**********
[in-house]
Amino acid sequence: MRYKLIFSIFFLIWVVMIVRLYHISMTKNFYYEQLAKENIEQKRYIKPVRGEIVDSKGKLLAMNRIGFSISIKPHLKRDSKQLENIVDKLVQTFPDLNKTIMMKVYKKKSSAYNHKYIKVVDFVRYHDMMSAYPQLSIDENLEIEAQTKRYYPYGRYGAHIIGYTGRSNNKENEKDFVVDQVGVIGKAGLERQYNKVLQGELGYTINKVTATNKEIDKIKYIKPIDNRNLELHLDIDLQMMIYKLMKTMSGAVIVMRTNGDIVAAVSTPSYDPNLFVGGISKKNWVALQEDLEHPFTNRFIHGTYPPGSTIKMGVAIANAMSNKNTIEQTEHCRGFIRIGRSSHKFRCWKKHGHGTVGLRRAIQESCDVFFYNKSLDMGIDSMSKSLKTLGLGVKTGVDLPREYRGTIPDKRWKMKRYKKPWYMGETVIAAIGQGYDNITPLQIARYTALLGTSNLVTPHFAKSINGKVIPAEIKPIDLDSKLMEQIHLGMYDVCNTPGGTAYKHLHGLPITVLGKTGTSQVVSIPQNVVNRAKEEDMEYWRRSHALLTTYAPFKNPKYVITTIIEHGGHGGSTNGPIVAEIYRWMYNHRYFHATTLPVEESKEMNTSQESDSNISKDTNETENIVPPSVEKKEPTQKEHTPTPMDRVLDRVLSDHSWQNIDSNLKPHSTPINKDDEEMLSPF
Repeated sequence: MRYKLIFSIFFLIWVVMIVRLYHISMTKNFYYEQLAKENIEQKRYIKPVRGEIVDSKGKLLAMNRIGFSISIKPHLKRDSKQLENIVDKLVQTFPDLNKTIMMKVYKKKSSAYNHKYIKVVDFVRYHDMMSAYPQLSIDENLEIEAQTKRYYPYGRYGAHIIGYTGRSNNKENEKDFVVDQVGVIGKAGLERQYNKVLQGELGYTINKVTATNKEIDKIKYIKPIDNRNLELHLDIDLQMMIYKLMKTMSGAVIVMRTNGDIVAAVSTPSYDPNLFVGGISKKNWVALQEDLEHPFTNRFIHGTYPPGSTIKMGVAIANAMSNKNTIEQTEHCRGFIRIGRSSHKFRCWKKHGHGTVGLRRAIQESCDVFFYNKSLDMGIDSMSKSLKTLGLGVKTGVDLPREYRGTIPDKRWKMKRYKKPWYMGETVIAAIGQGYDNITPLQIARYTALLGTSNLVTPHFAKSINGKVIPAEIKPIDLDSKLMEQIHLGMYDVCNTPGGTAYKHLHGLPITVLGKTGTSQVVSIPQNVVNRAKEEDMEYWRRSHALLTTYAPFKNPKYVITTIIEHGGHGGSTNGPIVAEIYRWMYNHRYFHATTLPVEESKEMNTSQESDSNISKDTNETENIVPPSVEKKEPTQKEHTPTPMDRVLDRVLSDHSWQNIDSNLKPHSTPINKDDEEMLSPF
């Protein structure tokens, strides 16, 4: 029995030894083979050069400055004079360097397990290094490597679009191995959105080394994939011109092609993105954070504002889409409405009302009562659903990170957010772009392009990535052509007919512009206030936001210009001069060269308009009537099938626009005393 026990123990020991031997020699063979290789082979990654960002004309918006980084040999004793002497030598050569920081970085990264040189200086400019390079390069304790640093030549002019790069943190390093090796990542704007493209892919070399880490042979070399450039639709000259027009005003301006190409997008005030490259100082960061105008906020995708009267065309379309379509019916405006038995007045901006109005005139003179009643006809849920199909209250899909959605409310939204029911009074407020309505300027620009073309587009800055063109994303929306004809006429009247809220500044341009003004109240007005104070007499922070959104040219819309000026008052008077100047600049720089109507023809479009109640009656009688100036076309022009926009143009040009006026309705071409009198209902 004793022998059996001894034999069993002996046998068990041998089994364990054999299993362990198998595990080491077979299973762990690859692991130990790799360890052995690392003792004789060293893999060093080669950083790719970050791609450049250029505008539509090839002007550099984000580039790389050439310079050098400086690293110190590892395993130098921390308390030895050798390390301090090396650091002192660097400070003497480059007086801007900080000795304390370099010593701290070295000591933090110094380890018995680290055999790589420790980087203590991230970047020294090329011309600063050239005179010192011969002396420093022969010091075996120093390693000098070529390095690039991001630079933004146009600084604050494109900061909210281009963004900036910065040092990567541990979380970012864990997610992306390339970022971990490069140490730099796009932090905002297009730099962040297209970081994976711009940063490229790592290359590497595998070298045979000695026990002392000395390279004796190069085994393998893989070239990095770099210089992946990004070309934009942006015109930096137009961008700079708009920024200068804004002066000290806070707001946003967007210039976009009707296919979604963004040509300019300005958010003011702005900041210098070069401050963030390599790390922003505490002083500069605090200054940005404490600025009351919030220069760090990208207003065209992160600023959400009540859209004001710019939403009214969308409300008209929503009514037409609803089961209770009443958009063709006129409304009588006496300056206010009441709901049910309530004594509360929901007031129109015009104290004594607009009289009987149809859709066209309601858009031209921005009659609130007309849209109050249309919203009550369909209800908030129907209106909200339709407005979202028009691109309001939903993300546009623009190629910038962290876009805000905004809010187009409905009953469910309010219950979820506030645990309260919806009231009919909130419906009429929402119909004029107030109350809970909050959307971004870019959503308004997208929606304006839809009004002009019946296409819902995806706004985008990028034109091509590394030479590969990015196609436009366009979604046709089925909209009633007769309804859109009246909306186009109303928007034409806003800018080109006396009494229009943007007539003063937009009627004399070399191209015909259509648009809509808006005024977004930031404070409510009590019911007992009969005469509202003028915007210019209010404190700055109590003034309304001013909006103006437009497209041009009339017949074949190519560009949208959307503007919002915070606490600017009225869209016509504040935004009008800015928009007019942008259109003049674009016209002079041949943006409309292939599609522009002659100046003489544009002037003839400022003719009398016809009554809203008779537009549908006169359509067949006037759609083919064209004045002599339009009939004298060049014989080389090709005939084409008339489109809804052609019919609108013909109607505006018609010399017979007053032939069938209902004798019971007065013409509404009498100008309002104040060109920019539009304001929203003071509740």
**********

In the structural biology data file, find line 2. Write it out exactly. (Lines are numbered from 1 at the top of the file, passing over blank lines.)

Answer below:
Amino acid sequence: MRYKLIFSIFFLIWVVMIVRLYHISMTKNFYYEQLAKENIEQKRYIKPVRGEIVDSKGKLLAMNRIGFSISIKPHLKRDSKQLENIVDKLVQTFPDLNKTIMMKVYKKKSSAYNHKYIKVVDFVRYHDMMSAYPQLSIDENLEIEAQTKRYYPYGRYGAHIIGYTGRSNNKENEKDFVVDQVGVIGKAGLERQYNKVLQGELGYTINKVTATNKEIDKIKYIKPIDNRNLELHLDIDLQMMIYKLMKTMSGAVIVMRTNGDIVAAVSTPSYDPNLFVGGISKKNWVALQEDLEHPFTNRFIHGTYPPGSTIKMGVAIANAMSNKNTIEQTEHCRGFIRIGRSSHKFRCWKKHGHGTVGLRRAIQESCDVFFYNKSLDMGIDSMSKSLKTLGLGVKTGVDLPREYRGTIPDKRWKMKRYKKPWYMGETVIAAIGQGYDNITPLQIARYTALLGTSNLVTPHFAKSINGKVIPAEIKPIDLDSKLMEQIHLGMYDVCNTPGGTAYKHLHGLPITVLGKTGTSQVVSIPQNVVNRAKEEDMEYWRRSHALLTTYAPFKNPKYVITTIIEHGGHGGSTNGPIVAEIYRWMYNHRYFHATTLPVEESKEMNTSQESDSNISKDTNETENIVPPSVEKKEPTQKEHTPTPMDRVLDRVLSDHSWQNIDSNLKPHSTPINKDDEEMLSPF